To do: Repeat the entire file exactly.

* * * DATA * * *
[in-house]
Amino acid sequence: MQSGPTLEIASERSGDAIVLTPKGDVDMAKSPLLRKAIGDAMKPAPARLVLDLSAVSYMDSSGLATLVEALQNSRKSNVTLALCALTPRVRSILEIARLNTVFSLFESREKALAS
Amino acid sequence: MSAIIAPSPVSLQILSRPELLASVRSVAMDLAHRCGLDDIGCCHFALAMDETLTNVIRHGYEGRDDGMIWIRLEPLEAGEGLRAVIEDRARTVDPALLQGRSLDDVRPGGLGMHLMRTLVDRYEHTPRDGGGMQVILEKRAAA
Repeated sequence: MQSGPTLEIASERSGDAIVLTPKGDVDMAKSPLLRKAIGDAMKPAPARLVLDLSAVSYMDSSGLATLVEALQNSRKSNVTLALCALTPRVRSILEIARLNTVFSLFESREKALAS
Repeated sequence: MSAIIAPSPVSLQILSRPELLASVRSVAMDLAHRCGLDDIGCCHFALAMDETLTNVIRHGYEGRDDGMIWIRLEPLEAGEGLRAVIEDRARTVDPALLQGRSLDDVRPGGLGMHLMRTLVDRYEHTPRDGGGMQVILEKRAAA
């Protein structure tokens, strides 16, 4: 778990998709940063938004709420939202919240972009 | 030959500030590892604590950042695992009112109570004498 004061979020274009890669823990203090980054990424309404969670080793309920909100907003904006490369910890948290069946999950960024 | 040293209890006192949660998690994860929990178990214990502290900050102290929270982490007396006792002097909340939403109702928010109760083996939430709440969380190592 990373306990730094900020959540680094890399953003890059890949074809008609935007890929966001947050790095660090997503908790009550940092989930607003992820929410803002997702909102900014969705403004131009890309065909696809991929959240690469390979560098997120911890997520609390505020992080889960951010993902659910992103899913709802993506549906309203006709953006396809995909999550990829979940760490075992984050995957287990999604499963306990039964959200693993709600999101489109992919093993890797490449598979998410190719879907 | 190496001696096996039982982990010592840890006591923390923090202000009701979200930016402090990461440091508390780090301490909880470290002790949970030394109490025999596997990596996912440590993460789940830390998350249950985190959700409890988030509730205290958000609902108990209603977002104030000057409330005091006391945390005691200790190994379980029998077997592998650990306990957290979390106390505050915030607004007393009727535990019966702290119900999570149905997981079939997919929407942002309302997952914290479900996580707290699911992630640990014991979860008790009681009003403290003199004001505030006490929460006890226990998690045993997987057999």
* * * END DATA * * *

[in-house]
Amino acid sequence: MQSGPTLEIASERSGDAIVLTPKGDVDMAKSPLLRKAIGDAMKPAPARLVLDLSAVSYMDSSGLATLVEALQNSRKSNVTLALCALTPRVRSILEIARLNTVFSLFESREKALAS
Amino acid sequence: MSAIIAPSPVSLQILSRPELLASVRSVAMDLAHRCGLDDIGCCHFALAMDETLTNVIRHGYEGRDDGMIWIRLEPLEAGEGLRAVIEDRARTVDPALLQGRSLDDVRPGGLGMHLMRTLVDRYEHTPRDGGGMQVILEKRAAA
Repeated sequence: MQSGPTLEIASERSGDAIVLTPKGDVDMAKSPLLRKAIGDAMKPAPARLVLDLSAVSYMDSSGLATLVEALQNSRKSNVTLALCALTPRVRSILEIARLNTVFSLFESREKALAS
Repeated sequence: MSAIIAPSPVSLQILSRPELLASVRSVAMDLAHRCGLDDIGCCHFALAMDETLTNVIRHGYEGRDDGMIWIRLEPLEAGEGLRAVIEDRARTVDPALLQGRSLDDVRPGGLGMHLMRTLVDRYEHTPRDGGGMQVILEKRAAA
């Protein structure tokens, strides 16, 4: 778990998709940063938004709420939202919240972009 | 030959500030590892604590950042695992009112109570004498 004061979020274009890669823990203090980054990424309404969670080793309920909100907003904006490369910890948290069946999950960024 | 040293209890006192949660998690994860929990178990214990502290900050102290929270982490007396006792002097909340939403109702928010109760083996939430709440969380190592 990373306990730094900020959540680094890399953003890059890949074809008609935007890929966001947050790095660090997503908790009550940092989930607003992820929410803002997702909102900014969705403004131009890309065909696809991929959240690469390979560098997120911890997520609390505020992080889960951010993902659910992103899913709802993506549906309203006709953006396809995909999550990829979940760490075992984050995957287990999604499963306990039964959200693993709600999101489109992919093993890797490449598979998410190719879907 | 190496001696096996039982982990010592840890006591923390923090202000009701979200930016402090990461440091508390780090301490909880470290002790949970030394109490025999596997990596996912440590993460789940830390998350249950985190959700409890988030509730205290958000609902108990209603977002104030000057409330005091006391945390005691200790190994379980029998077997592998650990306990957290979390106390505050915030607004007393009727535990019966702290119900999570149905997981079939997919929407942002309302997952914290479900996580707290699911992630640990014991979860008790009681009003403290003199004001505030006490929460006890226990998690045993997987057999």